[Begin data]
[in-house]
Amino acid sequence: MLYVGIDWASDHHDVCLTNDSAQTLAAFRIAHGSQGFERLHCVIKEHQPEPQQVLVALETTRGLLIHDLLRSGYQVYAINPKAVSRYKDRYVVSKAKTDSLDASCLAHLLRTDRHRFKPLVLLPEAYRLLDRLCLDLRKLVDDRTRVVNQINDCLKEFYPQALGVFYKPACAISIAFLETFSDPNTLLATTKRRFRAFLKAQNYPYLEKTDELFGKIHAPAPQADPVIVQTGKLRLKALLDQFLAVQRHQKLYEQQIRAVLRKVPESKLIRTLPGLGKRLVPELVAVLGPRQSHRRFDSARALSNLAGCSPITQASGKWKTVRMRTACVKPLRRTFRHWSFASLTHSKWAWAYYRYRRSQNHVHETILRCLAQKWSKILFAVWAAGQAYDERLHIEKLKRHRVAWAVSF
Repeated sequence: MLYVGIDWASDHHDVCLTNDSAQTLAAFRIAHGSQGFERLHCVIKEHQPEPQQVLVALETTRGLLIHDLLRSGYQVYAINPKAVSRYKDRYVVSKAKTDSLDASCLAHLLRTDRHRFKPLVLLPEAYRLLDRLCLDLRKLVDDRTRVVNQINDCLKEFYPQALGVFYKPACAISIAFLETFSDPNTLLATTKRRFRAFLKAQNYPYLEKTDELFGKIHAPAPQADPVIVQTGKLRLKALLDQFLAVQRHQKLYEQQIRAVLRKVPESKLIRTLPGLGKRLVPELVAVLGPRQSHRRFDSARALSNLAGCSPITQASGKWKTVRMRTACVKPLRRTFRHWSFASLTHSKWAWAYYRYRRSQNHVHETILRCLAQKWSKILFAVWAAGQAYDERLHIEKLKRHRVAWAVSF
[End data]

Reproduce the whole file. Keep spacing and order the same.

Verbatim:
[in-house]
Amino acid sequence: MLYVGIDWASDHHDVCLTNDSAQTLAAFRIAHGSQGFERLHCVIKEHQPEPQQVLVALETTRGLLIHDLLRSGYQVYAINPKAVSRYKDRYVVSKAKTDSLDASCLAHLLRTDRHRFKPLVLLPEAYRLLDRLCLDLRKLVDDRTRVVNQINDCLKEFYPQALGVFYKPACAISIAFLETFSDPNTLLATTKRRFRAFLKAQNYPYLEKTDELFGKIHAPAPQADPVIVQTGKLRLKALLDQFLAVQRHQKLYEQQIRAVLRKVPESKLIRTLPGLGKRLVPELVAVLGPRQSHRRFDSARALSNLAGCSPITQASGKWKTVRMRTACVKPLRRTFRHWSFASLTHSKWAWAYYRYRRSQNHVHETILRCLAQKWSKILFAVWAAGQAYDERLHIEKLKRHRVAWAVSF
Repeated sequence: MLYVGIDWASDHHDVCLTNDSAQTLAAFRIAHGSQGFERLHCVIKEHQPEPQQVLVALETTRGLLIHDLLRSGYQVYAINPKAVSRYKDRYVVSKAKTDSLDASCLAHLLRTDRHRFKPLVLLPEAYRLLDRLCLDLRKLVDDRTRVVNQINDCLKEFYPQALGVFYKPACAISIAFLETFSDPNTLLATTKRRFRAFLKAQNYPYLEKTDELFGKIHAPAPQADPVIVQTGKLRLKALLDQFLAVQRHQKLYEQQIRAVLRKVPESKLIRTLPGLGKRLVPELVAVLGPRQSHRRFDSARALSNLAGCSPITQASGKWKTVRMRTACVKPLRRTFRHWSFASLTHSKWAWAYYRYRRSQNHVHETILRCLAQKWSKILFAVWAAGQAYDERLHIEKLKRHRVAWAVSF